Tim Birkhead loves to tell stories. They may be about bird eggs (The Most Perfect Thing: The Inside (and Outside) of a Bird’s Egg, 2016), or a 17th-century ornithologist (Virtuoso by Nature: The Scientific Worlds of Francis Willughby, 2016), or How Bullfinches learn songs from humans (The Wisdom of Birds: An Illustrated History of Ornithology. 2008 and this video recommended by the Ted Talk people: The Early Birdwatchers), or the social behavior of Common Guillemots (what we North Americans call Common Murres)  (Bird Sense: What it Is Like to Be a Bird, 2012). Stories enhance his 2014 history of modern ornithology, Ten Thousand Birds (co-written with Jo Wimpenny and Bob Montgomerie). And they are key to his latest title, Birds and Us: A 12,000-Year History from Cave Art to Conservation, a buoyant, bustling history of scientific ideas combined with snapshots of eccentric personalities, ornithological anecdotes unearthed from the pages of old journals, and personal recollections. The book is chiefly about how people have conceptualized and studied birds, but there is an underlying theme, the changing ways in which our Western culture has viewed animals, nature and God. It’s a huge scope for a 338-page book. Birkhead, the experienced storyteller who is also Emeritus Professor at the School of Biosciences, The University of Sheffield, author of multiple scientific articles as well as books of popular science, knows how to make it readable and fun.

Birds and Us starts with Birkhead’s visit to Cueva del Tajo de las Figuras, located in Andalusia, Spain and the Neolithic bird paintings on its walls. This is “the deep cradle of Western ornithology: the birthplace of bird study,” he tells us as he writes about gazing at the 8,000-year old depictions of “flamingos, herons, raptors, avocets and many other species” (p. 1). Birkhead recounts the story of how the cave was discovered (sort of, it was previously known to the local people who told him about it) in the early 20th-century by Colonel William Willoughby Verner; gives a mini-biography of William Verner, British soldier, bird photographer, and inventor; then goes back to the cave’s discovery and documentation by Verner and another personality, Abbé Henri Breuil (it’s complicated); summarizes academics’ efforts to identify the 208 birds on the cave walls; and then engages in larger scope discussion about why the paintings were created and how proposed explanations have changed over the years: totemism? sympathetic magic? shamanism? Or, as Birkhead half seriously, half whimsically suggests, a field guide? The chapter is a dizzying, though always entertaining, narrative progression from the personal to the historical to the analytic and then back again, representative of the 11 additional chapters that follow.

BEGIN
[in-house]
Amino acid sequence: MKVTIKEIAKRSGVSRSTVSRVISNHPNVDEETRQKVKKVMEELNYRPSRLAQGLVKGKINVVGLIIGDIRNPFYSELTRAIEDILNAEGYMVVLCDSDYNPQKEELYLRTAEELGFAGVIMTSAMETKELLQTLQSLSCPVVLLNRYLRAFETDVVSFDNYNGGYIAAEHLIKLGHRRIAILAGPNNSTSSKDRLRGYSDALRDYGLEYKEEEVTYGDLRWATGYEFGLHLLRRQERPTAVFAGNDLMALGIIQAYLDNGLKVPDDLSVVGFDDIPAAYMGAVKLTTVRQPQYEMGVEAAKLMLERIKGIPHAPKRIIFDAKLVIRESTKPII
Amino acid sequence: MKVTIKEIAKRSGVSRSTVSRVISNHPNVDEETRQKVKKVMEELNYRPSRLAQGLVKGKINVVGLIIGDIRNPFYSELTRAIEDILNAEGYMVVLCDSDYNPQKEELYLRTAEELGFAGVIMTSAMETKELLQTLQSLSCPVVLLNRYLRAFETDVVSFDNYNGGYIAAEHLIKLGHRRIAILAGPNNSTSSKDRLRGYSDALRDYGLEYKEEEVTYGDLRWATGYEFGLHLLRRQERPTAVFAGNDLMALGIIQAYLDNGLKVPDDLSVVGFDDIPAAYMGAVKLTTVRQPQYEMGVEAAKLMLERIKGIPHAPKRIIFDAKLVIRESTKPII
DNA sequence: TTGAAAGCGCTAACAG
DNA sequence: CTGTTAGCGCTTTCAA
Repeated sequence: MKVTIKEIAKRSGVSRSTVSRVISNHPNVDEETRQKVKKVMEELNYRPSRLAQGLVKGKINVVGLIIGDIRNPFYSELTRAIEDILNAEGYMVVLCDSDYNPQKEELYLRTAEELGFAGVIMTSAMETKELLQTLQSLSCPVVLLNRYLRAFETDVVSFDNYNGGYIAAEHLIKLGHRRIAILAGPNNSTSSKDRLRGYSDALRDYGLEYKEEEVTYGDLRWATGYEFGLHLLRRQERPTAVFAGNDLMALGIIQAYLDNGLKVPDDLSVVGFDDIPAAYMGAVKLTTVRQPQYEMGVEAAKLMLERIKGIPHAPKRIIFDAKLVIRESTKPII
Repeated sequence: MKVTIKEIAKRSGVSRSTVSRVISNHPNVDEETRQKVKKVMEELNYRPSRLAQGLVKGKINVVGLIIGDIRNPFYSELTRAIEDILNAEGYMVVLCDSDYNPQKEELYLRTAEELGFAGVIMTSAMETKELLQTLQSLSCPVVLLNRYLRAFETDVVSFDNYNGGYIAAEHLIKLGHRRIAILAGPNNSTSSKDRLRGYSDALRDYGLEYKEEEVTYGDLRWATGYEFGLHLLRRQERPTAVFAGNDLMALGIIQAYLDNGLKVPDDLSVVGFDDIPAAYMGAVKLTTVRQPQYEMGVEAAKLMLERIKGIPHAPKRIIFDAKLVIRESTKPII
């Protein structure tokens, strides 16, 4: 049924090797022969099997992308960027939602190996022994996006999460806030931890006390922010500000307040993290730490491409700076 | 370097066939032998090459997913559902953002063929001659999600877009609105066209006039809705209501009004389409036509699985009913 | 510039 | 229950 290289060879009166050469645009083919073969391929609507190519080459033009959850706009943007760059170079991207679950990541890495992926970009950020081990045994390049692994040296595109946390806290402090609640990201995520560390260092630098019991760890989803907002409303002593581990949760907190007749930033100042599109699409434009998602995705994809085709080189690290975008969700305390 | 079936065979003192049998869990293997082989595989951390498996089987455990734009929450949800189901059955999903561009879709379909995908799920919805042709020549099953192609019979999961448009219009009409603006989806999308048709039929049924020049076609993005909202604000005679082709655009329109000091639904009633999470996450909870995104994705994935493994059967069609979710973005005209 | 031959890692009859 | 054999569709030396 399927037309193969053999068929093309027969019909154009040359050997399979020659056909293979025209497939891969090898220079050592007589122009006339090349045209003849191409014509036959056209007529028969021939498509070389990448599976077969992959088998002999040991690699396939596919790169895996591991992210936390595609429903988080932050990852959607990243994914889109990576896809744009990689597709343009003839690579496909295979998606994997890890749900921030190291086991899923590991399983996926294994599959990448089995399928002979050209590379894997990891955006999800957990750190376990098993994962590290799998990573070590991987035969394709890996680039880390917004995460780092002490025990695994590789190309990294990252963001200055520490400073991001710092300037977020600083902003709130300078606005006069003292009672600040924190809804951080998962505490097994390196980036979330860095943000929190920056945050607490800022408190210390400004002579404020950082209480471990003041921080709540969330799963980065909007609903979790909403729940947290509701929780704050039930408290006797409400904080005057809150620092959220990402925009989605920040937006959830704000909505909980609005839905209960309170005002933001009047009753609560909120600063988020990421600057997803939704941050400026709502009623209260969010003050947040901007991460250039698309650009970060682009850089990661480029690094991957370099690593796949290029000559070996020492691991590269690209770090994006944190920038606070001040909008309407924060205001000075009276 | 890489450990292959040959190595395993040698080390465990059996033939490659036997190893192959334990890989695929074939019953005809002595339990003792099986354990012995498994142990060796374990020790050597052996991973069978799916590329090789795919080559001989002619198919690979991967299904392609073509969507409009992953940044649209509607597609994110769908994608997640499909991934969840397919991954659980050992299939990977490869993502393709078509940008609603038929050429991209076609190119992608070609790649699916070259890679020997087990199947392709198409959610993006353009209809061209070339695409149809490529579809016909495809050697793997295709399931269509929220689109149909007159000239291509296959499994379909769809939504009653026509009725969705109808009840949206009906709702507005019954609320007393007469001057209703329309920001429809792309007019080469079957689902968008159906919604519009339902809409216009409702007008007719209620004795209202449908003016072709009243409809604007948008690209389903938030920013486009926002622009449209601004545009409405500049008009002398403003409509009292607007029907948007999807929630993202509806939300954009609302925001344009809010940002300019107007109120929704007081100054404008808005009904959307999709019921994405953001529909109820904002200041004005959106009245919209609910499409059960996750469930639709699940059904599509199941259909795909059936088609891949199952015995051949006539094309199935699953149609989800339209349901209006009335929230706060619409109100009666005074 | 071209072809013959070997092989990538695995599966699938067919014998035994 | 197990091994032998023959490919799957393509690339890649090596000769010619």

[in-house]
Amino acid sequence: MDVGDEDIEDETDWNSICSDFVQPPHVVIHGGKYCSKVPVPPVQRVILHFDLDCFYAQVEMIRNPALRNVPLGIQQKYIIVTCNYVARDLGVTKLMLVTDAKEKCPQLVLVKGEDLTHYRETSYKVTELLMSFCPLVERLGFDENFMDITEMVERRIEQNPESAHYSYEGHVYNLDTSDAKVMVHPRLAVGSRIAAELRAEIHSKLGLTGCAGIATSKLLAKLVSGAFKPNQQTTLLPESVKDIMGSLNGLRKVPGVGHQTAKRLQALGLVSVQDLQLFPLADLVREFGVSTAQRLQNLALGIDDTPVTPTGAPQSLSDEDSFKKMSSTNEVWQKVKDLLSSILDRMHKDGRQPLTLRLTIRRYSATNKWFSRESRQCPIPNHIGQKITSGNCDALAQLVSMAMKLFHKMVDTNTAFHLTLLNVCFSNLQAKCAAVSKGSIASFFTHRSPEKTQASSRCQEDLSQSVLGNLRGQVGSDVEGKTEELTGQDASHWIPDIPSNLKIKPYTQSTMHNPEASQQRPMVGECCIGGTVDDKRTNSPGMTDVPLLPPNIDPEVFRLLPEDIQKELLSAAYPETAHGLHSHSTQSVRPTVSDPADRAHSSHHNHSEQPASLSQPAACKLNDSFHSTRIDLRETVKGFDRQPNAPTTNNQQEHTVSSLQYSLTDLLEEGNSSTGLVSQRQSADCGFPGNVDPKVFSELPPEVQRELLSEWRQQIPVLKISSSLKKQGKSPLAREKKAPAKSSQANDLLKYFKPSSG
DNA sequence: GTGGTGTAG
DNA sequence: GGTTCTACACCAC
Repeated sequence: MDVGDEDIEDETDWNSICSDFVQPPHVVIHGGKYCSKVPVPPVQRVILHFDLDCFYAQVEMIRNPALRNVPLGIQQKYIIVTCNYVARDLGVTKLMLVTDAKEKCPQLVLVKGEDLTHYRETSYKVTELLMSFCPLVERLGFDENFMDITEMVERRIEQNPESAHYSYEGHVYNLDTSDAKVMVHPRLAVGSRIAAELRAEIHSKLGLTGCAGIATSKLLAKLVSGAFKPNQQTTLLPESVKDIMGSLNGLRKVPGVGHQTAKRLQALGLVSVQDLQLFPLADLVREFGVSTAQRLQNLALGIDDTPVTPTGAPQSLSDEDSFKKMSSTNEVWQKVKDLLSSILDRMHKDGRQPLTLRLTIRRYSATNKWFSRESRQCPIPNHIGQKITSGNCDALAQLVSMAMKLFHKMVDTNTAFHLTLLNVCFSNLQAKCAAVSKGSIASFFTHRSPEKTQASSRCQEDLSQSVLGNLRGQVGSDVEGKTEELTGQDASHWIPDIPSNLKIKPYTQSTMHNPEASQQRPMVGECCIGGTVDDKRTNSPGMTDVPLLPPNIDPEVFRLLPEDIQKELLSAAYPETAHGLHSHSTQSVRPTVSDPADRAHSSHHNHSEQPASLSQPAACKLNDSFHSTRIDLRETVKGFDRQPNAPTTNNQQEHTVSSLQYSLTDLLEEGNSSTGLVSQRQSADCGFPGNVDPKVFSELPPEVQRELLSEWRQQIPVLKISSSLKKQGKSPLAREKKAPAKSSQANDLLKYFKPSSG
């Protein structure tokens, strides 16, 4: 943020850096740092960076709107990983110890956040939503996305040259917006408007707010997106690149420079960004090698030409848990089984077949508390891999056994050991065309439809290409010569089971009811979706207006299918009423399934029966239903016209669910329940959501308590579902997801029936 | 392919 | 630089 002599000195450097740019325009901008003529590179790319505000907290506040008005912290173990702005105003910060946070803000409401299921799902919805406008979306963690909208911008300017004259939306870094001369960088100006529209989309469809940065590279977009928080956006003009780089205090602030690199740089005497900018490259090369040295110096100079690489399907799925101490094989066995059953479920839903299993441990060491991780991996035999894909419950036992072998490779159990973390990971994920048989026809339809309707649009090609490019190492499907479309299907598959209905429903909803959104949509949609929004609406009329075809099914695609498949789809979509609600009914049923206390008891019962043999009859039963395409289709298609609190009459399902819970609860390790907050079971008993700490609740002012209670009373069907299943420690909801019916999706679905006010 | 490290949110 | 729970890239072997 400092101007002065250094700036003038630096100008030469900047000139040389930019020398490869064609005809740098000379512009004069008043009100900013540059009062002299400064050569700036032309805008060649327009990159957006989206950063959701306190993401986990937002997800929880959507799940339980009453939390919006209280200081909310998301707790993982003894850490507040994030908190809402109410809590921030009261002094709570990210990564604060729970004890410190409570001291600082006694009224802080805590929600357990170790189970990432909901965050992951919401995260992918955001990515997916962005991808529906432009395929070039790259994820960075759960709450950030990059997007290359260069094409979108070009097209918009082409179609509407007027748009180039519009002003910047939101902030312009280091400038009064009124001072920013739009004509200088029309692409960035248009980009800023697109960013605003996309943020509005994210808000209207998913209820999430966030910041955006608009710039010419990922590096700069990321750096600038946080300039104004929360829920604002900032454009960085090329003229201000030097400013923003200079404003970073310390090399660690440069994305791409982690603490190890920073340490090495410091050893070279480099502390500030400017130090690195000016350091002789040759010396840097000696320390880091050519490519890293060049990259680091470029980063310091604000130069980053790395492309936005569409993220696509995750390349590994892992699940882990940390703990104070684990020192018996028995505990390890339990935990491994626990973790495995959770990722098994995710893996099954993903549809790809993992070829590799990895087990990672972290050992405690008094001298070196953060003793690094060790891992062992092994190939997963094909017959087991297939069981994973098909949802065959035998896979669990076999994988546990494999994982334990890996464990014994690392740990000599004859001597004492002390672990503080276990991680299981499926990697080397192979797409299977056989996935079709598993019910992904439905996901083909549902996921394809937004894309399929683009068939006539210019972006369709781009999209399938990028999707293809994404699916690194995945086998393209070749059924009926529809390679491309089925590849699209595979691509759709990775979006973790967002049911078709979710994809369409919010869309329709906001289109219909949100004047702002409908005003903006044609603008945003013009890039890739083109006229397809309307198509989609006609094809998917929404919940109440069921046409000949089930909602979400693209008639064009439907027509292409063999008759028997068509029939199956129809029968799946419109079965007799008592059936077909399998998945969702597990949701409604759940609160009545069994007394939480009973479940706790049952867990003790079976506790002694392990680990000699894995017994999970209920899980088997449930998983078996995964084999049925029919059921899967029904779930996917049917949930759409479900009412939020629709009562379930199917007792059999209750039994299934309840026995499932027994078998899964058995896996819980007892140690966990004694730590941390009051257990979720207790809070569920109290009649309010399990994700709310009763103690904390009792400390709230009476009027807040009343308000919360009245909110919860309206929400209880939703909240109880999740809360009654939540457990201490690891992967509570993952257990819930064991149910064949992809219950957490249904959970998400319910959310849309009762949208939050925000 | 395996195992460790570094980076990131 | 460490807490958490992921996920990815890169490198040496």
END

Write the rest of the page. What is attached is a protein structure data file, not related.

Some of the cave paintings of El Tajo de las Figuras taken from H. Breuil and M. C. Burkitt, Rock Paintings of Southern Andalusia, 1929. Text © 2022 by Tim Birkhead

Each of the 12 chapters focuses on a chronological era and sometimes a place, through the details within often jump around in time and space, echoing Birkhead’s personal and scientific associations with the topic. There’s the Neolithic era; Ancient Egypt (bird mummies!); Ancient Greece and Rome (Aristotle liked birds, as did Pliny and Plutarch); Medieval times (mostly falconry); the Renaissance (dissection and anatomical studies, the first appearance of Neotropical birds in European ornithological works); the groundbreaking classification work of Francis Willughby and John Ray in the late Renaissance; the seabirds of the Faroe Islands (an essay on the interaction between puffins, murres, fulmars and the people who kill and eat them, a delicate balance first observed by a Danish priest in the mid-17th-century); the 19th-century ideological explosion that followed the publication of Darwin’s Origin of Species (appropriately titled “The End of God in Birds”); the Victorian Era’s obsession with the collecting of bird skins and eggs (leading to the development of museum collections and eventually, today, to the controversy about shooting and collecting of specimens–remember, I did say there are jumps in time); the emergence of a new relationship with birds in 20th century Great Britain (birdwatching!); the development of field-based ornithological research in Europe and Great Britain; a quick step back through the history to look at bird protection, conservation, and our precarious future, with a focus on Birkhead’s long-term (50 years!) Common Guillemot research at Skomer Island, Wales.

Birkhead focuses on those stories that both illustrate each chapter’s theme and clearly have meaning to him, and though the Birds and Us of the title primarily refers to how we, humans, observe and value birds, there are forays into birds and art, literature, medicine, food, religion, and biography. His musings on falconry in Medieval times begin with the Bayeux Tapestry, which tells the story of the Norman Conquest and is full of birds, including hawks and falcons on the wrists of the main contenders. He continues with images found in illuminated manuscripts such as Catherine of Cleves’s Book of Hours and Frederick II of Germany’s On the Art of Hunting With Birds. And interspersed with these artworks is one of the more curious digressions in the book, the life of William Brunsdon Yapp, a 20th-century British ornithologist who studied medieval iconography in retirement. Birkhead rightly credits Yapp and his obsessive research for a lot of what we know about medieval falconry, but it’s not clear why he needs to describe the scholar’s notorious curmudgeonly personality or his sad old age. It’s at moments like these that I felt like I was listening to a podcast or one of Birkhead’s popular lectures rather than reading a history book. There’s an intimacy to these stories, the memories connected to the telling of the histories, that’s appealing and a bit surprising. With Birkhead, you never know what’s going to come next.